The Morning Report
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So everyone seems to be talking about Marti Emerald as a candidate for the San Diego City Council District 7. She’s a reporter with 10News.
Local labor leaders and Democrats have been discussing, for some time, the possibility of taking District 7, which is currently represented by Republican Councilman Jim Madaffer.
It would seem that since they haven’t even mentioned any other Democrat for the post, they are banking on Emerald getting into the race.
What’s she say?
Emerald said she is undecided about running, but has been talking to campaign professionals about the possibility. She said she will make a decision closer to the end of her contract with Channel 10 in September.
I’ll give her the benefit of the doubt and assume she truly hasn’t made up her mind. But, the minute she does, she really can’t keep doing stories like this.
If you didn’t see it, Emerald dresses up like an elderly disabled woman who is trying to find uncaring bus drivers.
Here she is, incognito (click on the picture for the 10News link to the video):
She didn’t find any.
But that didn’t stop her from suggesting that the bus drivers really were horrible. She had asked the Metropolitan Transit Development Board for complaints about drivers. Then during her 11 bus trips as an elderly, feeble woman, she found nothing but fairness and courtesy:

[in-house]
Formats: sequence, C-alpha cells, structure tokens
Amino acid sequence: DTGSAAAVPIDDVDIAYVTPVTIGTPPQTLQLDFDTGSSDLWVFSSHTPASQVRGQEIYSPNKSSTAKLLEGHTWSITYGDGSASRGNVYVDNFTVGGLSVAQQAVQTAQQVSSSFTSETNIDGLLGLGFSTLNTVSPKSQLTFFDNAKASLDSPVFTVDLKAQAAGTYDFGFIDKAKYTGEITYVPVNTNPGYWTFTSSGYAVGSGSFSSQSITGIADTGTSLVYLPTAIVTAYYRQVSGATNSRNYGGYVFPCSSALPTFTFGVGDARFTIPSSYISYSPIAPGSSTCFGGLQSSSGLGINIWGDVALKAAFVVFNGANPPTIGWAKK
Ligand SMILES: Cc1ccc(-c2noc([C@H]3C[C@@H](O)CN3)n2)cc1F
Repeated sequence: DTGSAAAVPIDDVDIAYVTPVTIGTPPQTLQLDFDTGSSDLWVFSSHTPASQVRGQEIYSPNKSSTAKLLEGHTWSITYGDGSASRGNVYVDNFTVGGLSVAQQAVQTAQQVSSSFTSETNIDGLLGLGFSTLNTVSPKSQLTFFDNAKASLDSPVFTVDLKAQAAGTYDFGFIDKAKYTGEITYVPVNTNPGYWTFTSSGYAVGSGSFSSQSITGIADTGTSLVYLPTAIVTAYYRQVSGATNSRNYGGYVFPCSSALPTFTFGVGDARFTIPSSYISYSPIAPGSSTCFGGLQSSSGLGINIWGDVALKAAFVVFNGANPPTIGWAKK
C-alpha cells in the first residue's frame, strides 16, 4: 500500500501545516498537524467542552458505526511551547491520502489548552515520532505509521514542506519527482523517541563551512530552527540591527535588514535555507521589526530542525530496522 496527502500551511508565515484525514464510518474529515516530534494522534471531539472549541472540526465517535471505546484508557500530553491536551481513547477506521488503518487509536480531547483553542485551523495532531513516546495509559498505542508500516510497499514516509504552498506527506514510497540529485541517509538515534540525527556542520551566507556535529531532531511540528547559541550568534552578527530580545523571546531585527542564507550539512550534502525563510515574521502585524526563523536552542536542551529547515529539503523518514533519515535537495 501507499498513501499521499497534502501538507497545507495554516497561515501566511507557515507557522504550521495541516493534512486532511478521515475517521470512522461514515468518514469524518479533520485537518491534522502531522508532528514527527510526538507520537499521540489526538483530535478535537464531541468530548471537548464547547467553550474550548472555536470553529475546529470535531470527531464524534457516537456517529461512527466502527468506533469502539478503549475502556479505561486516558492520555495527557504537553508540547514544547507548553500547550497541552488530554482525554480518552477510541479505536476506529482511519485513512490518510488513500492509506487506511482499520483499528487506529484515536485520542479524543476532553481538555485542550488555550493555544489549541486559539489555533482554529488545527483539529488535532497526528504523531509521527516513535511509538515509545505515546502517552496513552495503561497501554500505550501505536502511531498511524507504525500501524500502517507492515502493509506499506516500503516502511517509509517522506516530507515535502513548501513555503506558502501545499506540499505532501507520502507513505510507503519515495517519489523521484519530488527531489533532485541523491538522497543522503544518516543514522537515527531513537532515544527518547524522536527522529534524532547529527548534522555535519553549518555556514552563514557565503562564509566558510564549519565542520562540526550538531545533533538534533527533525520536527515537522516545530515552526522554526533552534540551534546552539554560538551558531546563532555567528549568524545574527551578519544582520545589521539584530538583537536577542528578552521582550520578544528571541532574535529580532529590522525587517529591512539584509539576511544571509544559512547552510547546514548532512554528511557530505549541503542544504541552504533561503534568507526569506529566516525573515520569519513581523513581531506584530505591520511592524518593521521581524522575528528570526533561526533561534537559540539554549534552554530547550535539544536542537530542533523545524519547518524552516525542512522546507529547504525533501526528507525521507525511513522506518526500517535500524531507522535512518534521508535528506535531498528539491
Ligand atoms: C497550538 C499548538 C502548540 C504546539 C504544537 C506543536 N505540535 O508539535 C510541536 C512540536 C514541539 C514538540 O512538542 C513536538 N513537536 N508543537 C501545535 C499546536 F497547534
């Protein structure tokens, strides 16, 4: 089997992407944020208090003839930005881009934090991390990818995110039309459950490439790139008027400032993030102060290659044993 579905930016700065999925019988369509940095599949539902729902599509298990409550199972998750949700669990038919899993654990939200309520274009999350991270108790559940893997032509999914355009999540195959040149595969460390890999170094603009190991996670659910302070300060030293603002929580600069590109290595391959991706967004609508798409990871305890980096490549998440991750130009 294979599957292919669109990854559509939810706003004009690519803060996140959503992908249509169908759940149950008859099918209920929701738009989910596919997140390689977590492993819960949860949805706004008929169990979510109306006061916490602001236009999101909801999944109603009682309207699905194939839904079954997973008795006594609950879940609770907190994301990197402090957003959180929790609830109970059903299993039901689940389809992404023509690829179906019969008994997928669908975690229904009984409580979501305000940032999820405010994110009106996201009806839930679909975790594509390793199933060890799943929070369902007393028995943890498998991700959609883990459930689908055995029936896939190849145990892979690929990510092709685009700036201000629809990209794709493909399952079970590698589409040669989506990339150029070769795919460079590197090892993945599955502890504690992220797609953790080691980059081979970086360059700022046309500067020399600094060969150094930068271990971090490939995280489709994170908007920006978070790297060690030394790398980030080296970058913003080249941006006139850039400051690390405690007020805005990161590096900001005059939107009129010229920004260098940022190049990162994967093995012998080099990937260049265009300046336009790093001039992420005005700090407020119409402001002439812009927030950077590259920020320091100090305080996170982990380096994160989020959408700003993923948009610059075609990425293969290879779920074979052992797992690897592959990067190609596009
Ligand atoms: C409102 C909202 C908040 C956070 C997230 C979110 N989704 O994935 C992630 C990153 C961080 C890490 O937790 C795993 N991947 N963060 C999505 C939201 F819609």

Emerald said, “Makes us wonder if their management had fired out a warning memo after we requested all of those complaints.”
I don’t really think you can say that, can you?
That’s a bit beside the point. The fact is, if Emerald indeed has decided to run for City Council, it’s hard to tell whether this kind of a report is by a journalist or a political candidate.
So is she a candidate?
At a recent event hosted by the Center on Policy Initiatives, CityBeat Editor Dave Rolland made note that Emerald was there and was not just a face in the crowd. Rolland seemed to think Emerald was in campaign mode.
He reported that Emerald asked a good (and apparently long) question at the forum where Independent Budget Analyst Andrea Tevlin was speaking. Emerald was wondering why the city was going to pay real estate brokers to sell city land. It’s a question a lot of us have been thinking about.
Here’s part of Rolland’s report:
Anyway, Emerald wanted to know why the city would outsource that work to the private sector instead of doing it itself — and she asked the question in a tone that sounded an awful lot like a candidate for elected office.
…I noted that Emerald hadn’t identified herself as a reporter or a candidate when she asked her question (other people with questions mentioned their affiliations), so afterward, I asked her.
Neither, she said. “I’m here as a citizen.” In other words, she was there as a probable candidate, but she can’t say she’s running for office yet because she’s under contract with 10 News through September. Look for her to announce her candidacy then.
Rolland’s not the only one convinced Emerald will run.
But what does that mean for her journalism, like the story she did about the bus drivers?
After all, the City Council has four seats on the Metropolitan Transit Development Board. If Emerald runs for City Council and wins, she has a 50 percent chance, apparently, of serving on the board that oversees bus and transit operations.
Is it a big stretch to think she could be telling potential voters how good she might be at overseeing the bus system and other functions of government?
If she truly hasn’t decided whether to run for office, there’s really nothing to complain about. But if she is appearing at events like the one other day with a straight political motive — as Rolland appeared to take it — she should probably take off the journalist cap. Oh yeah, and, I guess, her granny wig.